Years ago, when I was a rookie, quite green behind the ears, in my profession, one of my earliest pieces was titled Fear Over The City. This was, I remember, part of a multi-city spotlight that focused on the issues of safety and tension, following killings and attacks in a few metros across India. I remember how I had travelled to Mumbai’s close neighbour Pune – a city where killings had occurred in quick succession — to speak to a few residents. A couple of days ago, news channels and then the papers reported the blasts in Hyderabad. We sat in the safety of our drawing rooms and watched in horror as the familiar images – but of a different kind and from a different place – played out on our small screens. Our minds screamed ‘Not again? Why?’ as we frantically tried to reach out to our friends and family in the city that is so well known for its cultural bent, cuisine and swift development. Along with that concern we felt the frustration and anger that these incidents do not seem to be ending!
Years have rolled by, decades I can say without impunity, but has the degree of fear reduced from our lives? I can say without a shadow of doubt that it has not. On the contrary, fear looms larger than ever in our lives even as we go about the humdrum business of our lives with stoic regularity. I am not referring here to the routine fears of being robbed, or getting involved in an accident.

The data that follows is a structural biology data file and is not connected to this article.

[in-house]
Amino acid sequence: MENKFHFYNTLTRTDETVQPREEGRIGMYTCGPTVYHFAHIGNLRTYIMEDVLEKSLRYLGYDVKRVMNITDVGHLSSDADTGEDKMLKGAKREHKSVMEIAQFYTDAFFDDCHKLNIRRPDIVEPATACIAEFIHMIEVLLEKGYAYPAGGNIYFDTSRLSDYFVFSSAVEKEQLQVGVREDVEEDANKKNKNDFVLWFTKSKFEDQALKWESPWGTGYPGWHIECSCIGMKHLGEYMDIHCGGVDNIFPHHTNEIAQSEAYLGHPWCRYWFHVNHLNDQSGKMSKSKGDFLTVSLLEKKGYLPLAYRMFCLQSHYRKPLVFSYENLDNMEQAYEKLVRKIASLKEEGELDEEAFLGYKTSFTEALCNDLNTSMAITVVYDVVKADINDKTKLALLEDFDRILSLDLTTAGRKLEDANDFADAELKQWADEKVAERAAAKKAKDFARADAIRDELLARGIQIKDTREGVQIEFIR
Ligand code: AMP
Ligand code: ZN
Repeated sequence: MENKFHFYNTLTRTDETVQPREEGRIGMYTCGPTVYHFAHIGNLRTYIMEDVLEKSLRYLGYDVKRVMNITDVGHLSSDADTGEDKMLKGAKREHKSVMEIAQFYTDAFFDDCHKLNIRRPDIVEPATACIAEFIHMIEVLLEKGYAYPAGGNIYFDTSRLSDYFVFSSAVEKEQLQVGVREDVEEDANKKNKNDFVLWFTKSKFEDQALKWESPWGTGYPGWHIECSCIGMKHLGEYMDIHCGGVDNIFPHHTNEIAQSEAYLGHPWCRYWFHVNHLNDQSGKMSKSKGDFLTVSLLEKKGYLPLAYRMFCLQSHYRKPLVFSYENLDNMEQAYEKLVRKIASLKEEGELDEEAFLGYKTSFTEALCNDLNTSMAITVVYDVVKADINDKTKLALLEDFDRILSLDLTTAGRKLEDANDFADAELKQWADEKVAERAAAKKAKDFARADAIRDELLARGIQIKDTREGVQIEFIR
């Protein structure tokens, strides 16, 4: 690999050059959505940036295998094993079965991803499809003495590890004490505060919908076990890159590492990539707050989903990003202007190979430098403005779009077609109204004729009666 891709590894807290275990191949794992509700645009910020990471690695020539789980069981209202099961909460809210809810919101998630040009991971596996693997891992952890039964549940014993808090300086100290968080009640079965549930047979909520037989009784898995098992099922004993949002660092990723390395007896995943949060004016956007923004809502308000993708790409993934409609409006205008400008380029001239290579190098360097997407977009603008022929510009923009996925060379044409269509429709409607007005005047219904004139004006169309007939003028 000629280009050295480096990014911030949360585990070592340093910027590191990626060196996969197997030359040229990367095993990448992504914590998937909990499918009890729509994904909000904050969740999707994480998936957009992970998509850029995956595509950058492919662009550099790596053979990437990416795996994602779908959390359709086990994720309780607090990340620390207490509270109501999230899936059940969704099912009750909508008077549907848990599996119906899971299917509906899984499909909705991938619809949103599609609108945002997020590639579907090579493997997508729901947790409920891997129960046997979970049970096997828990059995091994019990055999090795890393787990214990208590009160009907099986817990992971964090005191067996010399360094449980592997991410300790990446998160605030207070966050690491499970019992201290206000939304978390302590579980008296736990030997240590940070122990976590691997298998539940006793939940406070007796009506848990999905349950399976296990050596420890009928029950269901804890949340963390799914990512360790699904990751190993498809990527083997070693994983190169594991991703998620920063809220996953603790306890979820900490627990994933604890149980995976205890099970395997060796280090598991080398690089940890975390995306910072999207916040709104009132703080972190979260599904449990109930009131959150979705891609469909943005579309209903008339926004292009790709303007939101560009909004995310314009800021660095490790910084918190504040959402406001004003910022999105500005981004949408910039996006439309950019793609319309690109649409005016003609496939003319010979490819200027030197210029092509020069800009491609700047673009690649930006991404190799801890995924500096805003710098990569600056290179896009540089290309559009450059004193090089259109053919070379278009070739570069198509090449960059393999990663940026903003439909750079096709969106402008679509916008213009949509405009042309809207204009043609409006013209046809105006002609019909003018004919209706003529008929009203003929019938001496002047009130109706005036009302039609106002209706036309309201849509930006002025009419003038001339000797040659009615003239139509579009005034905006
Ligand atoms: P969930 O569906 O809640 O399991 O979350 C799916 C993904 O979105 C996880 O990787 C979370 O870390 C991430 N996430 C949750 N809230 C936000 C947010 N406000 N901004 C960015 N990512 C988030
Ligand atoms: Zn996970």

At one point when air disasters had grabbed headlines, those became a cause of fear amongst frequent travellers here. Those were looked upon as one-offs compared to what is happening with almost clockwork regularity in our country and the world at large.
As we were growing up, and I am referring to the seventies, the largest fear that loomed in our mind was getting through the war. I was a tiny kid then but I remember the windows of my house in the plush area of Breach Candy being plastered with brown paper to keep in the lights at night. Of course, one could not expect to prevent aerial attacks by this minor ‘armour’ but why invite attention, was the logic. And when the siren used to go off, we would all dive under anything convenient in our room – be it a huge dining table or a double bed.
The wars were open battles with what foreign nations and had a beginning middle and end – if I can put it in simple language. But what about the blasts that are occurring with a seemingly random timeline. And no city seems to be spared either. New Delhi, Hyderabad, Mumbai, Pune…and more. And no one – whether you live in Mumbai or not – has forgotten 26/11 Cities and their residents no longer know what or when to expect a terror attack. Is that the way to live…or die?
Today, as the nation’s ‘age’ is increasing – and here I am referring to is growing and our parents and grandparents are growing old and living in many cases alone – we worry, not that they will be felled by a natural cause but if they will be assaulted by an intruder who knows that they live alone and are soft targets for theft that could so easily and tragically spiral into murder! Such is what city life has become and such is what the economics of our times have driven individuals to do.
I often wonder when all this will change. For the better. Will the future generations inherit a better world? While pondering on these lines, the words of the Nobel Laureate Rabindranath Tagore come to mind: “Where the mind is without fear and the head is held high….. Let my country awake!” When will that happen? And where is that kind of world?